Japanese Americans who were interned at Camp Minidoka in Idaho will provide a look behind the barbed wire during a series of programs that will be presented at Linfield College and in McMinnville beginning Oct. 30.
The Seeking Justice Project focuses on the events and aftermath of the forced internment of thousands of Japanese Americans during World War II. Many of the Japanese Americans who lived in the Northwest were forced to leave behind homes, businesses and property and were re-located to Camp Minidoka, an internment camp near Twin Falls, Idaho.
This series of programs will feature individuals who were interned, a program on the National Park Service’s action to make Camp Minidoka a National Historic Site, a theatrical drama focusing on the experiences of those interned, and a forum on immigration issues.
The program includes four presentations:
- “Behind Barbed Wire” will feature Yosh Nakagawa, Herb Tsuchiya and Lilly Kodama telling the stories of their experiences when they were interned at Camp Minidoka. Thursday, Oct. 30, 7 p.m., 201 Riley Hall, Linfield College.
- “Seeking Justice: Places of Conscience” will feature Carol Ash, chief of interpretation and education for the National Park Service at Camp Minidoka. She will discuss recent actions by the NPS to make Camp Minidoka a National Historic Site and additional government actions in an ongoing attempt to seek justice for the action of interning Japanese Americans during World War II. Monday, Nov. 3, 7 p.m., 201 Riley Hall, Linfield College.
- “Breaking the Silence,” written by Nikki Nojima Louis, is a readers theatre drama of Japanese immigration to the West Coast of the U.S., the challenges of immigrants and a new culture, the hysteria during World War II, with the internment of the Japanese Americans at the camps, and the legal struggle of the constitutional redress. Wednesday, Nov. 5, 7 p.m., Ice Auditorium, Melrose Hall, Linfield College.
- “Immigration Issues: Past and Present” is a forum featuring voices from the Japanese/Asian and Latino community. Yosh Nakagawa, Herb Tsuchiya, Miriam Corona and Julie Braker will discuss being viewed as an immigrant, and the challenges of fully participating in America, educationally, vocationally and legally. Friday, Nov. 7, 7 p.m., First Baptist Church, 125 Cowls St., McMinnville.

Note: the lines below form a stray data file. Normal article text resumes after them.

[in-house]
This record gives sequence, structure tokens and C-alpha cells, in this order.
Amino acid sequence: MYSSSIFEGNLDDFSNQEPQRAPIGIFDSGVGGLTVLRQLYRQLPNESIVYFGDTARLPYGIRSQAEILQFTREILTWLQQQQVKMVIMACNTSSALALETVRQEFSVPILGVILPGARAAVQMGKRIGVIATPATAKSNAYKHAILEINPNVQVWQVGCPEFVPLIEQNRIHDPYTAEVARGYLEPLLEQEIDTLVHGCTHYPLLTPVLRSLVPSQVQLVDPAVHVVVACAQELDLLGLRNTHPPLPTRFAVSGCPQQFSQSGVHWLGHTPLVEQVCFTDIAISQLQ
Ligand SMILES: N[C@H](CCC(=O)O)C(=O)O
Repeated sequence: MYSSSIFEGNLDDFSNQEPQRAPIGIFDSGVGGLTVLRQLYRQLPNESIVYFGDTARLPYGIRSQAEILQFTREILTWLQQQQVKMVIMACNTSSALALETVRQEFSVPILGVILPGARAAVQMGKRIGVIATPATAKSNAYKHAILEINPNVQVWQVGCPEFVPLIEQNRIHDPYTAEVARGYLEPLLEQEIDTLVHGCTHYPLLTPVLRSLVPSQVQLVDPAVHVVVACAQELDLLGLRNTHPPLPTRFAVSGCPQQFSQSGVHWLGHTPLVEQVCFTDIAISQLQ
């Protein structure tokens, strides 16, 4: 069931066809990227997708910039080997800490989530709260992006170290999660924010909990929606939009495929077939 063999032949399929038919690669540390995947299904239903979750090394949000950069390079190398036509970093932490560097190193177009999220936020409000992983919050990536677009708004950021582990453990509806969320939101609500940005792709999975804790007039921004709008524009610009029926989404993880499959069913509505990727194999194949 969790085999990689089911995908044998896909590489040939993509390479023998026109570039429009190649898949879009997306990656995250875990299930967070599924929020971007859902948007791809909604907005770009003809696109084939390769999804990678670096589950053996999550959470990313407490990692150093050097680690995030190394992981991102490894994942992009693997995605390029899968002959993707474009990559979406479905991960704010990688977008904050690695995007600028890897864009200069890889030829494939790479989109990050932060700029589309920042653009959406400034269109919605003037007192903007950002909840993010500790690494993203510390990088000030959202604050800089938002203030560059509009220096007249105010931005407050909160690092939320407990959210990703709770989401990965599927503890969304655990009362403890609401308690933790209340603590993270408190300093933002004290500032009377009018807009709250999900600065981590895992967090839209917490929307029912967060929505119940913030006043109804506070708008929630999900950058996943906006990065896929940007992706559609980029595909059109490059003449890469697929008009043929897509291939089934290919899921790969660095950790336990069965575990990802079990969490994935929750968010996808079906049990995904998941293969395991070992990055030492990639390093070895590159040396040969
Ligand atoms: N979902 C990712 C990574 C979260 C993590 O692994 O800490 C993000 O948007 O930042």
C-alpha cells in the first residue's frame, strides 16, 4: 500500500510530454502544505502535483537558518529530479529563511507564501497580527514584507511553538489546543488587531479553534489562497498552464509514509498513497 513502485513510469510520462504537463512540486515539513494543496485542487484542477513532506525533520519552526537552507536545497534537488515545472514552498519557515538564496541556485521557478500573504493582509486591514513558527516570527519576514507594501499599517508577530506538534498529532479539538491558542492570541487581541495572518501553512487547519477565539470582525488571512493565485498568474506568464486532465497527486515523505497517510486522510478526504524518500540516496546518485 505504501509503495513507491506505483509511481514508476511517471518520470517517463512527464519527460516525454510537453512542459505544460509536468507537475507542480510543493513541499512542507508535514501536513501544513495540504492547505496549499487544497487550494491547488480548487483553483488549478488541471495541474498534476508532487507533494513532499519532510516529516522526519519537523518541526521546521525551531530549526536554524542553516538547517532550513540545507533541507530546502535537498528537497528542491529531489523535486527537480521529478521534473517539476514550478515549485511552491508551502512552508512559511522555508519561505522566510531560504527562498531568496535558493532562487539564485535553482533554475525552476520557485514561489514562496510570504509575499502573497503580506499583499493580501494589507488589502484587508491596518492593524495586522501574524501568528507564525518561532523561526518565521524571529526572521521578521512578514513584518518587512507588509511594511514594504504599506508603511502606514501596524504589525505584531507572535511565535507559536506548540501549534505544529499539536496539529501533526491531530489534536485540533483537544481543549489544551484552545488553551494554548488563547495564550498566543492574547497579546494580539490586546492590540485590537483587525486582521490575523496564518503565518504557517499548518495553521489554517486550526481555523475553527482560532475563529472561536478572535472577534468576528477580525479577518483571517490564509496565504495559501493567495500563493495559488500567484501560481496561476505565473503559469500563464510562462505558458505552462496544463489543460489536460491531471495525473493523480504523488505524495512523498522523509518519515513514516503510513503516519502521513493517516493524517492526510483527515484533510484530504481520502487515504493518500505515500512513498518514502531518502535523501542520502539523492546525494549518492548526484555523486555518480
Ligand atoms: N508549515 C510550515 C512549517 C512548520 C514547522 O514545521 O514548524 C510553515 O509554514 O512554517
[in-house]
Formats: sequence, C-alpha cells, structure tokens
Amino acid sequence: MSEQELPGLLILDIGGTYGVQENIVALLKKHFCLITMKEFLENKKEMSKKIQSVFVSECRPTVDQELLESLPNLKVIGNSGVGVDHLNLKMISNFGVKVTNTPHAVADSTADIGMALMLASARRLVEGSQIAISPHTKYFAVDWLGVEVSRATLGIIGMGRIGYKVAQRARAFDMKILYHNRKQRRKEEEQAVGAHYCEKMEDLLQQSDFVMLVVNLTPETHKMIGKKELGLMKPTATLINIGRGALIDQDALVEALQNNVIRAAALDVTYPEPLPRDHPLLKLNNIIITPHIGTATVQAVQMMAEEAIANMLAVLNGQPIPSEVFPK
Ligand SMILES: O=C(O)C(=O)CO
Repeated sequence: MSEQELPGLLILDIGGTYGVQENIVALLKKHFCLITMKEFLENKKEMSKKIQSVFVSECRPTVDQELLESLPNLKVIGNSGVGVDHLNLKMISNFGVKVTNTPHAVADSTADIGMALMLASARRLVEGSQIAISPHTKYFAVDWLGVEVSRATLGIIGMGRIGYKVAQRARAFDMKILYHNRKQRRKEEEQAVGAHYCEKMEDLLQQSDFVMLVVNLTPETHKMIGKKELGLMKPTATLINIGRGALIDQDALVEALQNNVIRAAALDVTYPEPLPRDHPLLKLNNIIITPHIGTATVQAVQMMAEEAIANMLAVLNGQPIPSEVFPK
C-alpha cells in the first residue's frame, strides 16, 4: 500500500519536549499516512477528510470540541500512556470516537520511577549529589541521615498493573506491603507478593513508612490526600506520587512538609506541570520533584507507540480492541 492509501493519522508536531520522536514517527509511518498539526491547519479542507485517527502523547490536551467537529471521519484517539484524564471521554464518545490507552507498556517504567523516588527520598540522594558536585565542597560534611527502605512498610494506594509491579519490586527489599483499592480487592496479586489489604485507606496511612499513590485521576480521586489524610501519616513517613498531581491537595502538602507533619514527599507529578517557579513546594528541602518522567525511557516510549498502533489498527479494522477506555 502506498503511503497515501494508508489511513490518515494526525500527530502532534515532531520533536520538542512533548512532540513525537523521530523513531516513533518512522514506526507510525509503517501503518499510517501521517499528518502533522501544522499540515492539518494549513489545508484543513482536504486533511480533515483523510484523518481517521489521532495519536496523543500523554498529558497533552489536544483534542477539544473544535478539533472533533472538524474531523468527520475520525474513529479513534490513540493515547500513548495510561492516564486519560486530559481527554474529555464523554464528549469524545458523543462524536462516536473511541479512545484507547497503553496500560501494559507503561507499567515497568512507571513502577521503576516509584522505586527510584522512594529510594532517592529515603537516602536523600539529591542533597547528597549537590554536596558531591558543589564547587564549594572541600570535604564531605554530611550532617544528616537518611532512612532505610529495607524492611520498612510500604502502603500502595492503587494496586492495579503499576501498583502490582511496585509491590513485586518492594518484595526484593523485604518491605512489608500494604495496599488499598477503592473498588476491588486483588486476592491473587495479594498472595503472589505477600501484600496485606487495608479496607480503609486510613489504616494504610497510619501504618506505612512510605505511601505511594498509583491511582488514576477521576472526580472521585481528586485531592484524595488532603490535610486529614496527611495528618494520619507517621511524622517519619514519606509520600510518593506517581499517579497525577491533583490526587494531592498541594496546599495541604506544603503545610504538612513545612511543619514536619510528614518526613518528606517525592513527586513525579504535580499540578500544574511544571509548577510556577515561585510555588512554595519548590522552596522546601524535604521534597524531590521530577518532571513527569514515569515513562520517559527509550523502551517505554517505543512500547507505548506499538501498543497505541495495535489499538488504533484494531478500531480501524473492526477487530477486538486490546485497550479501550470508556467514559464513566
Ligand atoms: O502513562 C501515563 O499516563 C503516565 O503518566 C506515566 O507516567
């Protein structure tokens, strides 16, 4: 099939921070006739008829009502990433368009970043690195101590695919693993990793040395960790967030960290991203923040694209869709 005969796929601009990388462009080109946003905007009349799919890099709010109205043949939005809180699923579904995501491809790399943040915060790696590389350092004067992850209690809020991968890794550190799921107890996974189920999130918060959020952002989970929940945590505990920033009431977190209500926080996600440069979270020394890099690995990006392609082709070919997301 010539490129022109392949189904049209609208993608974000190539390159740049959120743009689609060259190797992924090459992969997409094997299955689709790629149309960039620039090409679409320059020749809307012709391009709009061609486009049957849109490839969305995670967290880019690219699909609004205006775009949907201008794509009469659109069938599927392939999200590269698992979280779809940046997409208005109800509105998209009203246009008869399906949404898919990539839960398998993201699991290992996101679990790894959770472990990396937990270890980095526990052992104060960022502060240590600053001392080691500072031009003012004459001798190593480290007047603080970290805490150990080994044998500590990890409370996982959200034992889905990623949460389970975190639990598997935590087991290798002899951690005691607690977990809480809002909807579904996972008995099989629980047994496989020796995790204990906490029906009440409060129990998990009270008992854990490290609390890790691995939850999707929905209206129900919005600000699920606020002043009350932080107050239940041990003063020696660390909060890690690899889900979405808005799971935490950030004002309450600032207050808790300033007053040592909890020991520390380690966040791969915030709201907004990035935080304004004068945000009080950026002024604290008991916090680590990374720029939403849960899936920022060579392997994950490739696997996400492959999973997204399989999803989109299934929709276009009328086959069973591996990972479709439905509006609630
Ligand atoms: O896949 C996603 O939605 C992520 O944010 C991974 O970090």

Many of those participating in the series of programs have ties to Camp Minidoka. Yosh Nakagawa, a member of the Linfield Board of Trustees from 1997-2001, was born and raised in Seattle, Wash., and sent to Camp Minidoka when he was 11. He went on to serve the Asian American Caucus and Ministries for the Evergreen Baptist Church and was vice president of American Baptist Churches USA. Herb Tsuchiya was 10 when his family was sent to Camp Minidoka and 13 when they were released. He went on to graduate from the University of Washington School of Pharmacy and was a pharmacist in Seattle for more than 50 years. He is also has been a cast member of “Breaking the Silence” for 20 years. Lilly Kodama was 7 when she and family were taken from Bainbridge Island, Wash., to the internment camps.
The programs are free and open to the public and sponsored by the Frazee Lecture in Bible and Religion, and PLACE (Program for the Liberal Arts and Civic Engagement). The Frazee Lecture was established by friends and family in honor of Gordon G. Frazee, who served Linfield for 32 years as chaplain and professor of religion. The fund is designed to encourage the exchange of ideas across disciplines, promote civic engagement and pique intellectual curiosity through the exploration of thematic connections. This year’s PLACE theme explores the question “How Do We Know?” Additional sponsors of the Seeking Justice Project are the McMinnville First Baptist Church and Interfaith Advocates for Peace with Justice. For more information, contact Bill Millar, professor of religion, 503-883-2456.